Annihilation: Dizzying, shimmering, extraordinary sci-fi
Shimmering surreal visuals10
Extraordinary sound design10
Anton Bitel | On 10, Mar 2018Reading time: 3 mins
Director: Alex Garland
Cast: Natalie Portman, Oscar Isaac, Jennifer Jason Leigh, Gina Rodriguez, Tuva Novotny, Tessa Thompson, Benedict Wong, David Gyasi
Watch Annihilation online in the UK: Netflix UK
Lena (Natalie Portman) is both a soldier and a scientist. This might, as the psychologist Dr. Ventress (Jennifer Jason Leigh) suggests, make Lena perfectly suited for the expedition that the two are undertaking with three other women: physicist Josie Radek (Tessa Thompson), geomorphologist Cassie Sheppard (Tuva Novotny) and paramedic Anya Thoronsen (Gina Rodriguez). Yet it also marks a dichotomy in Lena, an internal conflict – as though she is, like the cells that she studies, a “dividing pair”. Similarly, although married to soldier Kane (Oscar Isaac), she was also part of a dividing pair in another sense, engaging in a self-loathing, self-destructive affair with fellow academic Daniel (David Gyasi), even before Kane had set off a year ago on a top secret mission (perhaps, indeed, that is why he agreed to the mission in the first place). Annihilation begins as Kane has seemingly vanished, leaving Lena, guilt-ridden, grieving and unable to move on. When Kane suddenly returns, confused, not himself and desperately ill, Lena finds herself drawn to continue his mission, in search of a way to mend Kane, their relationship, and herself.
We know from the prologue to Alex Garland’s Annihilation, set after a disoriented Lena has herself somehow managed to return and is being debriefed by a man in a hazmat suit (Benedict Wong) on her experiences, that her own expedition has gone terribly wrong. The rest of the film is Lena’s account of what happened, as she and the other four women, all damaged by illness (physical or mental) or loss, agree to enter and explore an irrational space from which no one else, excepting Kane, has ever emerged.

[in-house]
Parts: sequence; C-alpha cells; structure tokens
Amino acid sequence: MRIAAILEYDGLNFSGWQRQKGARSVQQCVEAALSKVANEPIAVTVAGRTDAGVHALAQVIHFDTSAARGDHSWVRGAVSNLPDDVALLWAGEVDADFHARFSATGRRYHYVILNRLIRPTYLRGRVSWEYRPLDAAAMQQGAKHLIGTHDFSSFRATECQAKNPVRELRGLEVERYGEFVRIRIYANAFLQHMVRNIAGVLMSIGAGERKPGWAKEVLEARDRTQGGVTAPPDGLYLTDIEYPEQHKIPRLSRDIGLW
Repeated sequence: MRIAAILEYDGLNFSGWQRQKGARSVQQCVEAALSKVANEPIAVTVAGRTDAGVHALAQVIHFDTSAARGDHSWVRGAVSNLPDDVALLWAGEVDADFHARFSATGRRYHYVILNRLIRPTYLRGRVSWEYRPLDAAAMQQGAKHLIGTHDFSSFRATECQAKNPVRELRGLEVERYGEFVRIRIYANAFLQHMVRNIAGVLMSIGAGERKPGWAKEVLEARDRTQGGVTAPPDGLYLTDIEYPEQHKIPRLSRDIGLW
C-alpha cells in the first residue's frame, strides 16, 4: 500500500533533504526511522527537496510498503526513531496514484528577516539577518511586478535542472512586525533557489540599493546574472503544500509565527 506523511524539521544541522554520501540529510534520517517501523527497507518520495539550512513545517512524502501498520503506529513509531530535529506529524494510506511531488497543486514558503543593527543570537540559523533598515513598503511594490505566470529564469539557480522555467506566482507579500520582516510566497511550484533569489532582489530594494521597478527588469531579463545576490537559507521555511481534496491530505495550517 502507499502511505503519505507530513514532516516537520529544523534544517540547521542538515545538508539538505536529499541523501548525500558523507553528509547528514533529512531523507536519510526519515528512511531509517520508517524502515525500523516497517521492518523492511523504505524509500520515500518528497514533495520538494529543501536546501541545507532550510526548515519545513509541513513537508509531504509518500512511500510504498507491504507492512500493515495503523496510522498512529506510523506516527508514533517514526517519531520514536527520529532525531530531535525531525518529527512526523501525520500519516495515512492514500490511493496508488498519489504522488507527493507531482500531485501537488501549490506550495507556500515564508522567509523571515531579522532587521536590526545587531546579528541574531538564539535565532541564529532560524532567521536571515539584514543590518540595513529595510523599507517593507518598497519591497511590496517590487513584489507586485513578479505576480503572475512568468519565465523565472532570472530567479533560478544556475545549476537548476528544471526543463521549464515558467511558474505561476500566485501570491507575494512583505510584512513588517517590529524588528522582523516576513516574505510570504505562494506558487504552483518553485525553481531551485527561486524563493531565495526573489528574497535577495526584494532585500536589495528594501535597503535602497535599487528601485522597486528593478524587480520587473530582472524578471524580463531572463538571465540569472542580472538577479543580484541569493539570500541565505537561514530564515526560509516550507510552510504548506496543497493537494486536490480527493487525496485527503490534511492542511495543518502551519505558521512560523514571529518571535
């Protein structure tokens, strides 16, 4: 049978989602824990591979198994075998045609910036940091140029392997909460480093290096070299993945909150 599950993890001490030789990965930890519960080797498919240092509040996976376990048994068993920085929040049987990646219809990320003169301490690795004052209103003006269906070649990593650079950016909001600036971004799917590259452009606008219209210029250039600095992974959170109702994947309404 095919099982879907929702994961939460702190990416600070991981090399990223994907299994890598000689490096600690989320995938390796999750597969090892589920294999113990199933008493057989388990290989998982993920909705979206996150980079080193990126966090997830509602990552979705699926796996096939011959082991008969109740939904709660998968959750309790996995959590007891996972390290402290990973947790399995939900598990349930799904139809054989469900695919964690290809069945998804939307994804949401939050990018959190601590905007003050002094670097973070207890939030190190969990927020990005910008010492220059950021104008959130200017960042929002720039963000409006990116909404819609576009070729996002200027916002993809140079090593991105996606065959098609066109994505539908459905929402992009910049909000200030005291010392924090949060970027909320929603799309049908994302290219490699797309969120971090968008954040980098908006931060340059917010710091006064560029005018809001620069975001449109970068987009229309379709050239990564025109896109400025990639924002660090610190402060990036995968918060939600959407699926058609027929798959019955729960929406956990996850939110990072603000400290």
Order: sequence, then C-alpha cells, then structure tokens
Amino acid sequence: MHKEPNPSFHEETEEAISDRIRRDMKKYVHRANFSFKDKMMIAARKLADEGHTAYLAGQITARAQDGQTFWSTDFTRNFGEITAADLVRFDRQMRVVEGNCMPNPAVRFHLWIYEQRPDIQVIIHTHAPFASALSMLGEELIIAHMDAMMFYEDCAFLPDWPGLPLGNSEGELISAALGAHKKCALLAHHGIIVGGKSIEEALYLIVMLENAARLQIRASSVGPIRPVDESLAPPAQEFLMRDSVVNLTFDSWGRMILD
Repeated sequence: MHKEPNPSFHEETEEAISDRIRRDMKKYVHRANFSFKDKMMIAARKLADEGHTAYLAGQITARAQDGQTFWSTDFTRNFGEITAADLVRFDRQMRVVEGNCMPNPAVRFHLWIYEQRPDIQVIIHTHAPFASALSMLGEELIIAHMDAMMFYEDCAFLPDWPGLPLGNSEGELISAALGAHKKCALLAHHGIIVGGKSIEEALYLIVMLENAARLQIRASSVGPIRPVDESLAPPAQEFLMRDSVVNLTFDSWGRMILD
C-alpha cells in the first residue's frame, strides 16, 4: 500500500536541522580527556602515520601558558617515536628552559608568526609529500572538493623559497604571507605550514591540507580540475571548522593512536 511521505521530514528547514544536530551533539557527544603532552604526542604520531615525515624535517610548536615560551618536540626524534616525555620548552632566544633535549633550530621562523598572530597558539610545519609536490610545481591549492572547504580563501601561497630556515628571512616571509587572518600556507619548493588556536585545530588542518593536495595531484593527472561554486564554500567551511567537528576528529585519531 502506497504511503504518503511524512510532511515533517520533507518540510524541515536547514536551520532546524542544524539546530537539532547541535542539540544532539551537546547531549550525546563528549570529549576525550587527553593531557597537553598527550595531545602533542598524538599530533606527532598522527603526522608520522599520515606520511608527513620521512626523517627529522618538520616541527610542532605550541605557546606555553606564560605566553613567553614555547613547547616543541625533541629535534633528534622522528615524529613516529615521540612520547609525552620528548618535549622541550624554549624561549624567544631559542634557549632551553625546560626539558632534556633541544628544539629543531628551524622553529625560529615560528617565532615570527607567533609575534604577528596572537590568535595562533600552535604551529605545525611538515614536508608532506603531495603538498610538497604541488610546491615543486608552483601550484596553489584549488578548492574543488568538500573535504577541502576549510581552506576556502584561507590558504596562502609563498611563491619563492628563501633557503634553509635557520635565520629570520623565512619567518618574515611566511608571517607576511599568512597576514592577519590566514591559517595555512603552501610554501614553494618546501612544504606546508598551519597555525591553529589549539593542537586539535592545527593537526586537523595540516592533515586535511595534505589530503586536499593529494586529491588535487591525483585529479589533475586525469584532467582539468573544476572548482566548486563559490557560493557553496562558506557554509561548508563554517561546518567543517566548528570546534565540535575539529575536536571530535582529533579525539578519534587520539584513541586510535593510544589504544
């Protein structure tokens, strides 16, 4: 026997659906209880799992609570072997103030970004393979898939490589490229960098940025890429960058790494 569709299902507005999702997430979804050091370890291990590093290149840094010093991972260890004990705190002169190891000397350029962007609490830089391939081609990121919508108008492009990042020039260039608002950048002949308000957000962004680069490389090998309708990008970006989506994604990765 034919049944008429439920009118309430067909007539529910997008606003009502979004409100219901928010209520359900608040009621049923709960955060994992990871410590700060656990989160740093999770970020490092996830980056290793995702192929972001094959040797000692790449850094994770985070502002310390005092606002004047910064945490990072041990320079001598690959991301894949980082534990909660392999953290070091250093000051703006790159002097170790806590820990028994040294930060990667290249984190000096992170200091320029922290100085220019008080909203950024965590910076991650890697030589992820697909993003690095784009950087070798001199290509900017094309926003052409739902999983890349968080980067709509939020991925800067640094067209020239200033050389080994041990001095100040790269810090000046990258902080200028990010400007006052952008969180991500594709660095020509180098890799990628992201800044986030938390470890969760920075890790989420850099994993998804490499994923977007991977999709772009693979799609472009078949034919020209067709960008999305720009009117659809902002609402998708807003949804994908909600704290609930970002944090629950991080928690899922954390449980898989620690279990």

“A religious event. An extraterrestrial event. A higher dimension. We have many theories, few facts.” This is how Ventress describes the shimmering zone, gradually expanding outward across swampland from the lighthouse at its centre. The five walk into this place with backpacks and uniforms, looking like the crew from the all-female reboot of Ghostbusters – and quickly lose/find themselves in a strange area where their various fields of expertise (biology, physics, psychology, etc.) become radically challenged.
Which is to say that while Annihilation, drawn from the first novel in Jeff VanderMeer’s Southern Reach trilogy, formally belongs, much like Garland’s Ex Machina, to the science fiction genre, it unfolds in a realm where conventional science has ceased to operate, and where the characters’ journey, although peppered with horror tropes cribbed from Lake Placid, Prophecy and The Thing, is ultimately an internal one. For these incomplete women, all alienated from themselves, are exploring an ever-shifting world that refracts, duplicates and alters the forms and thoughts of anyone within it; a trip into the inner space of a hall of mirrors. It is the kind of allegorical, even spiritual, science fiction found in Andrei Tarkovsky’s Solaris and Stalker, or, more recently, in Natasha Kermani’s Imitation Girl, in which characters are on a quest to find their identity in alterity, their self in otherness, and their innermost being in the alien.
The world that Garland has created here, constantly defamiliarised by impossible mutations, is a surreal place, natural seeming yet painted and sculpted with grotesque Dalí-esque flourishes and the odd flash of body horror. If ‘Area X’ drips with dread – and mostly the sort of dread that comes with change and mortality – it also shimmers with mystery and awe. For Annihilation is ultimately a cerebral work whose visual beauty, strangeness, heady sound design and sophisticated ideas prove Garland once more to be one of genre cinema’s finest living practitioners.
Annihilation is available on Netflix UK, as part of an £8.99 monthly subscription.
Correction: This review originally mentioned that Annihilation would not be seen on the big screen. It was later screened in multiple UK cinemas.